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Lagman to Cayetano: House can still ‘rescind’ Terror Bill; just don’t sign it

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Albay Rep. Edcel Lagman formally asked Speaker Alan Peter Cayetano in a letter on Friday to “hold in abeyance” his signing of the enrolled bill on the proposed “Anti-Terrorism Act of 2020,” which the House passed on third reading last Wednesday.

The enrolled bill is the official copy of the identical Senate Bill 1083 and House Bill 6875 passed by the Congress which is supposed to be signed by the Senate President and the Speaker of the House, together with the respective Chambers’ secretaries, for transmittal to the Office of the President.

Without an enrolled bill sent to Malacañang, the President has nothing to approve or act upon, Lagman said.

He cited the following reasons for his request:

the escalating multi-sectoral and nationwide popular protest against the inordinately repressive and palpably unconstitutional terror bill;

the sizeable number of negative votes and abstentions on House Bill No. 6875 together with affirmative votes with strong reservations, all indicative of the lack of full support for the measure;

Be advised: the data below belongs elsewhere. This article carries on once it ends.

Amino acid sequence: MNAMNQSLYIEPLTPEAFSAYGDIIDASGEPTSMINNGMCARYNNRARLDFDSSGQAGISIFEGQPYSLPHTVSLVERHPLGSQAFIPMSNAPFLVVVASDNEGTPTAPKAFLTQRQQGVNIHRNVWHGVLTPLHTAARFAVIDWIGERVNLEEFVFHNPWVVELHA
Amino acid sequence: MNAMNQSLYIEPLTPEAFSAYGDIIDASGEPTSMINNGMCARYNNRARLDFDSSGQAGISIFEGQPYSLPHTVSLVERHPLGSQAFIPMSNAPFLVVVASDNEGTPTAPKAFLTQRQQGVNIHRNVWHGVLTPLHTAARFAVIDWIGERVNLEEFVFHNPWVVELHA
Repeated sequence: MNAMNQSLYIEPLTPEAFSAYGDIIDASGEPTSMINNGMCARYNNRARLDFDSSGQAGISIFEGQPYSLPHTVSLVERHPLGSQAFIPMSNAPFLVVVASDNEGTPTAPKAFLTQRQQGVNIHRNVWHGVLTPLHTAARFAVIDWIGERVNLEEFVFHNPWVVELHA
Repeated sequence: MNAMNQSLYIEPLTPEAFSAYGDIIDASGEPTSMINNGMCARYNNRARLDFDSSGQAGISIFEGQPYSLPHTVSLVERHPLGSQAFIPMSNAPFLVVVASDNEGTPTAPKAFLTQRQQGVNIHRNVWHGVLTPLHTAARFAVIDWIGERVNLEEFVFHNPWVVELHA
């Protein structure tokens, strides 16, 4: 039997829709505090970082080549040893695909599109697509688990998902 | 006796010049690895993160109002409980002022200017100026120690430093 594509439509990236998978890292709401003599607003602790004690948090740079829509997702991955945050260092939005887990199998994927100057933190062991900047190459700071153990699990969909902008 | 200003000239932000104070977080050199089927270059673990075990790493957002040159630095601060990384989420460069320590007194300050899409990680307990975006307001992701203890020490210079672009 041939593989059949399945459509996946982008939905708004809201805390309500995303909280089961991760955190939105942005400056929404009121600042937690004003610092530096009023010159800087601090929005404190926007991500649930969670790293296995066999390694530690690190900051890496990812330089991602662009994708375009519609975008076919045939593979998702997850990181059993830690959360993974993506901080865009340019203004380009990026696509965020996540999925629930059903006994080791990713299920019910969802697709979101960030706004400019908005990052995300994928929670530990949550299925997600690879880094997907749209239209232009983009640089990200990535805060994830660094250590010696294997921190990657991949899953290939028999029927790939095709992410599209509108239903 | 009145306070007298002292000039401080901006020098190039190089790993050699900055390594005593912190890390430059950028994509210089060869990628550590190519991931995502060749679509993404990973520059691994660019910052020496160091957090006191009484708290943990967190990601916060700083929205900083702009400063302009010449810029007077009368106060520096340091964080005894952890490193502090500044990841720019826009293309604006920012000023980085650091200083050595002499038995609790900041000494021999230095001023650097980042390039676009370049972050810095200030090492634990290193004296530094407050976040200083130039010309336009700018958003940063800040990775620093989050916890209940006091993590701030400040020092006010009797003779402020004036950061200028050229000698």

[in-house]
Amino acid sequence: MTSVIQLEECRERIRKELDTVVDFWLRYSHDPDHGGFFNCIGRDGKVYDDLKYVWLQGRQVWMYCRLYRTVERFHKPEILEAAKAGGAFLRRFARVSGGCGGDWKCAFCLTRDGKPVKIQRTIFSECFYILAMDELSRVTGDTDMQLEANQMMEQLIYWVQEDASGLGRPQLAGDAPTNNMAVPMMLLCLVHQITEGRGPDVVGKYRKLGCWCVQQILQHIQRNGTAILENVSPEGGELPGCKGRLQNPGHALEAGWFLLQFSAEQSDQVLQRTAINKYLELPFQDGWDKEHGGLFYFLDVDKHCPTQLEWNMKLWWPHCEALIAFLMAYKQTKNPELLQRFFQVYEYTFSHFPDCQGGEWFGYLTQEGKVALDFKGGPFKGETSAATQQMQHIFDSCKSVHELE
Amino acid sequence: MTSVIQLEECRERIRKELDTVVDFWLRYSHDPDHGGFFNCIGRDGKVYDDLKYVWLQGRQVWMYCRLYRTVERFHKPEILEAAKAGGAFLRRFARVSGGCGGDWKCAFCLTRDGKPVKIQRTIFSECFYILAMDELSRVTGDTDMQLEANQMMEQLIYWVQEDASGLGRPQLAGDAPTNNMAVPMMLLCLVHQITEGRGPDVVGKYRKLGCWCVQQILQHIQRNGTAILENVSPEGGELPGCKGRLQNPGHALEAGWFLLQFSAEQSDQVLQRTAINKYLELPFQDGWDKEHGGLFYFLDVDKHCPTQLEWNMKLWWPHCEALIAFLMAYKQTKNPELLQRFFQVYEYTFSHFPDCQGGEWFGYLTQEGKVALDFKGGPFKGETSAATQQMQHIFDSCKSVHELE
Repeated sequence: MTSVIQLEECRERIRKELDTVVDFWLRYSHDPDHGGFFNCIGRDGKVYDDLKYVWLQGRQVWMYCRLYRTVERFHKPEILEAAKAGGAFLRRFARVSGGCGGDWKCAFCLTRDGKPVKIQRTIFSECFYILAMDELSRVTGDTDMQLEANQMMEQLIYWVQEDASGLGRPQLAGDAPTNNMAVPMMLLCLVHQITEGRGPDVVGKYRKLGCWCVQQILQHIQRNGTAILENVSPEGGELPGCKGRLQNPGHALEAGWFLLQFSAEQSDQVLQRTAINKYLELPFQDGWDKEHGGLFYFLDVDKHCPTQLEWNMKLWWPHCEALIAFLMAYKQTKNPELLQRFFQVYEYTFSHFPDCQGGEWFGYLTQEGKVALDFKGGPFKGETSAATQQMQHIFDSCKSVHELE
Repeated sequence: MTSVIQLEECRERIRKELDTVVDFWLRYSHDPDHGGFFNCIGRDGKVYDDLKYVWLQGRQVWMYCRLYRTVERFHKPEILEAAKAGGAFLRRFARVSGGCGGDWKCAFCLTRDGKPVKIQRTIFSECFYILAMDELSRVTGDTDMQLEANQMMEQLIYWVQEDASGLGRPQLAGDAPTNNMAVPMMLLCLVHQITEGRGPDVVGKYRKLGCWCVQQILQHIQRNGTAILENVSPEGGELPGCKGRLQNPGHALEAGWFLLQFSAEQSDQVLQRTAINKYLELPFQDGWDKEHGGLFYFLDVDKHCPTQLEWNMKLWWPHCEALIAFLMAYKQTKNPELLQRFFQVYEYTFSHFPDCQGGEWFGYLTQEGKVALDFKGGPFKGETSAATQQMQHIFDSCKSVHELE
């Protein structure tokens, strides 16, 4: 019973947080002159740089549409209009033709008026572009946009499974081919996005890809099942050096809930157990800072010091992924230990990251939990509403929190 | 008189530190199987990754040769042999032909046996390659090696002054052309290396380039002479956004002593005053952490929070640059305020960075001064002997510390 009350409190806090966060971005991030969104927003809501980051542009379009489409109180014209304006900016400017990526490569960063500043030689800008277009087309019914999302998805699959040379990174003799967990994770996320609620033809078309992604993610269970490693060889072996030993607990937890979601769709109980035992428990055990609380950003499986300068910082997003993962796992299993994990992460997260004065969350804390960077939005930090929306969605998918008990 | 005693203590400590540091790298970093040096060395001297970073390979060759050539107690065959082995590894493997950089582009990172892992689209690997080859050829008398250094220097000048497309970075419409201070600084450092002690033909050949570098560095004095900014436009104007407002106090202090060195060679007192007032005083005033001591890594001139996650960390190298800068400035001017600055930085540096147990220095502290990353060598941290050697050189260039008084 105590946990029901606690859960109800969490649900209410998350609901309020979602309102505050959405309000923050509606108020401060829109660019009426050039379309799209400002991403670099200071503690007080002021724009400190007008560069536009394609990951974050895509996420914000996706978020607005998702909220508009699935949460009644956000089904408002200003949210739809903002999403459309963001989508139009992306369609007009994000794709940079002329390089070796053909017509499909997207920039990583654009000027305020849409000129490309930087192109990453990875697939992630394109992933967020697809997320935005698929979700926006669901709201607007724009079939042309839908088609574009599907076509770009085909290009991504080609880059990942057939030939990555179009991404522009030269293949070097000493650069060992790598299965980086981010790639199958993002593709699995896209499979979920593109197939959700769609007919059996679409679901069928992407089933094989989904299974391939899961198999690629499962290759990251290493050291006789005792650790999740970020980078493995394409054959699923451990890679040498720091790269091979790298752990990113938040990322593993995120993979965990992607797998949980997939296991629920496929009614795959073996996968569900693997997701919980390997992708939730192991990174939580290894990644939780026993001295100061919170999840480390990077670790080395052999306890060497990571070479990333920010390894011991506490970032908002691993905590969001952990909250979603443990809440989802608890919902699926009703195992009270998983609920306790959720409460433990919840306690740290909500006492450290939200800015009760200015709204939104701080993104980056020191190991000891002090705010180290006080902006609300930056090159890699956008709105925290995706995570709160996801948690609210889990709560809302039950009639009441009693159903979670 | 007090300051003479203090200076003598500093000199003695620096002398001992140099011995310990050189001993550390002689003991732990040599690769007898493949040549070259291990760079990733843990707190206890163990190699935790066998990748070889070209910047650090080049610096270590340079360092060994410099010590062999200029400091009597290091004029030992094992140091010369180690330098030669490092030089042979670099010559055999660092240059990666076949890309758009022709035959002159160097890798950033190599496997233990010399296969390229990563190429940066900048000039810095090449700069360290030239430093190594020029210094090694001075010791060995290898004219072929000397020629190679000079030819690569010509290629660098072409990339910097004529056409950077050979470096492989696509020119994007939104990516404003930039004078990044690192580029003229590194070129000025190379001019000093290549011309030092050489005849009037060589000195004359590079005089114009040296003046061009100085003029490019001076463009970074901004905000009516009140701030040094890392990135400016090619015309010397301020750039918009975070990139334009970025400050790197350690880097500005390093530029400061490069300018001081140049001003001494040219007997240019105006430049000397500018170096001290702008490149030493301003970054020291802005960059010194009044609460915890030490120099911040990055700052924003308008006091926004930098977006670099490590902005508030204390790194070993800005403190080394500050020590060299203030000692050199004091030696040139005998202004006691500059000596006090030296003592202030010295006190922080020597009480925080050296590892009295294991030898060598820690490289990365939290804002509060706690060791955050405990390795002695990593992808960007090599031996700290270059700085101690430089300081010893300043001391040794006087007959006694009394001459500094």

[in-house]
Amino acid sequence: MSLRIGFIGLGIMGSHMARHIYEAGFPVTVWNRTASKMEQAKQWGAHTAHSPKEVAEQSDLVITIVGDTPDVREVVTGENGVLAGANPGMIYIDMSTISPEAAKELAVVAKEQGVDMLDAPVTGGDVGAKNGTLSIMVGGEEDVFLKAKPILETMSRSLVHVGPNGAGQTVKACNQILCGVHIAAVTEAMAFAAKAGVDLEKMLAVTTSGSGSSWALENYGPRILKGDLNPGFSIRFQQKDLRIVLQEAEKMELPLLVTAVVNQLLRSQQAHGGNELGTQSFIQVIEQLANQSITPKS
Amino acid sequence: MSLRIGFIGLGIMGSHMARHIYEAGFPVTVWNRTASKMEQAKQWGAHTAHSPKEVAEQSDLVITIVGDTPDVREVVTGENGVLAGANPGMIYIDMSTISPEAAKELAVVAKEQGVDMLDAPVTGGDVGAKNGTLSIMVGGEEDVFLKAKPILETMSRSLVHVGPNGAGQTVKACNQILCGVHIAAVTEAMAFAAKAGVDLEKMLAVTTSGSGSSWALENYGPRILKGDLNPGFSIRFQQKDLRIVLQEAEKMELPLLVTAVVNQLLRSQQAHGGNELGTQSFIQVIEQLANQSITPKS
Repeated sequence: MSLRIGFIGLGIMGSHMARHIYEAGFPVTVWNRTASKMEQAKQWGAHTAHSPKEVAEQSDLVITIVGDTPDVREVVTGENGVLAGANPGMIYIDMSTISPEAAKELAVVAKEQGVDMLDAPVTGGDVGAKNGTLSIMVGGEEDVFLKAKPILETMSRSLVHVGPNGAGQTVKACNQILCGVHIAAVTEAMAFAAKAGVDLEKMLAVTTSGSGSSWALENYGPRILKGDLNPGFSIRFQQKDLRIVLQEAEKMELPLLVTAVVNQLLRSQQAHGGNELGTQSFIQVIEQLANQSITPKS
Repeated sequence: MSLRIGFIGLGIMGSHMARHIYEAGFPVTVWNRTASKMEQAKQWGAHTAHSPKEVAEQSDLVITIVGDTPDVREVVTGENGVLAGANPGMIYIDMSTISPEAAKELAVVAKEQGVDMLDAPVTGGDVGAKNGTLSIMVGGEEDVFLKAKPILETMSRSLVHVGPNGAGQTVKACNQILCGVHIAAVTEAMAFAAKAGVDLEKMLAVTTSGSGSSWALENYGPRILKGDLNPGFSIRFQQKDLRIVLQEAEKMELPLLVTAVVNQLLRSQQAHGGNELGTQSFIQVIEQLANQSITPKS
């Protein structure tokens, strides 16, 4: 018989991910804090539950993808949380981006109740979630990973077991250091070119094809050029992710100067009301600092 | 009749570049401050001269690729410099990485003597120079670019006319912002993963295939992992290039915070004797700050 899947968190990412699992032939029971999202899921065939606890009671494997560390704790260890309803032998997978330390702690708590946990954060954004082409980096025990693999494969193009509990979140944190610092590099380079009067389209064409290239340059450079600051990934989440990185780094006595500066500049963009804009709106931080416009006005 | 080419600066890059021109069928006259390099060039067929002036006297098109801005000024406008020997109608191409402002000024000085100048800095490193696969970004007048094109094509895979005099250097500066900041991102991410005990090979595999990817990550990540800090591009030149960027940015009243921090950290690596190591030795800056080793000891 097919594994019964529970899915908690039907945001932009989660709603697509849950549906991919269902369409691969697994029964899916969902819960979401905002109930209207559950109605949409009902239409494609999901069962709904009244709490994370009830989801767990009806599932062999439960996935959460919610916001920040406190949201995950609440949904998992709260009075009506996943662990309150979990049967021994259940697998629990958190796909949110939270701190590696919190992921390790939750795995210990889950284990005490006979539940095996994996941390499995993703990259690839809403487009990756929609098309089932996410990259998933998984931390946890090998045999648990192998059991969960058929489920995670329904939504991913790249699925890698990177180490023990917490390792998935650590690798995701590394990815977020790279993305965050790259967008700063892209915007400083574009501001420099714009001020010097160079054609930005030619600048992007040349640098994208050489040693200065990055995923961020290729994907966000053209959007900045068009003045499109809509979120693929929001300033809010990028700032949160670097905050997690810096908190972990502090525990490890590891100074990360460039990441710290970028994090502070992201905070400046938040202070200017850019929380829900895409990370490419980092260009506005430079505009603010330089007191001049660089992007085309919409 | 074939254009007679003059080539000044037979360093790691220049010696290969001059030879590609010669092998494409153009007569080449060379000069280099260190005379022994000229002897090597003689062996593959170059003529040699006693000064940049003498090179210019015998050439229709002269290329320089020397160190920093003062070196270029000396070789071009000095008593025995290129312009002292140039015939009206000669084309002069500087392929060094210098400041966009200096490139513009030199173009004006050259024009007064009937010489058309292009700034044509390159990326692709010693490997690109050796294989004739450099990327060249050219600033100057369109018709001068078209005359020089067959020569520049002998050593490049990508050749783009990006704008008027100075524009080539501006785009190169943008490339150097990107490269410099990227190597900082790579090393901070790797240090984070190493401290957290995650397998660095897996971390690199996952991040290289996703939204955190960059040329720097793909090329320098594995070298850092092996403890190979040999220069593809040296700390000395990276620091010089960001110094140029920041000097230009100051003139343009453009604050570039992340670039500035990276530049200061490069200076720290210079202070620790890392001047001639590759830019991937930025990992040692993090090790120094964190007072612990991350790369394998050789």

the failure of the House of Representatives to craft and approve its own version when it adopted completely the Senate version which contains the draconian provisions violative of human rights and civil liberties which are guaranteed by the Constitution; and

no less than Muntinlupa Rep. Ruffy Biazon, the first listed principal author and one of the leading sponsors of House Bill 6875, voted against the bill and withdrew his authorship.

Lagman explained that his suggestion will give time for the House leadership to consult with other members on possible modes of addressing the serious concerns on the constitutionality of the proposed measure and its chilling threat to legitimate dissent and other fundamental freedoms.

There are precedents like the refusal of Senate President Vicente Sotto to sign the enrolled bill on the 2019 General Appropriations Bill (GAB) allegedly because of “insertions” made by the House after the Bicameral Conference Committee Report was jointly adopted, he said.

During the tenure of Speaker Gloria Macapagal-Arroyo, the House recalled in September 2018 House Bill 7436 abolishing the Road Board after it was already transmitted to the Senate.

The House approved the bill on third and final reading on May 22, 2018 after the Senate approved its version in February 2018.

Lagman underscored that the approval of a bill on third reading “can be rescinded” by action of the House.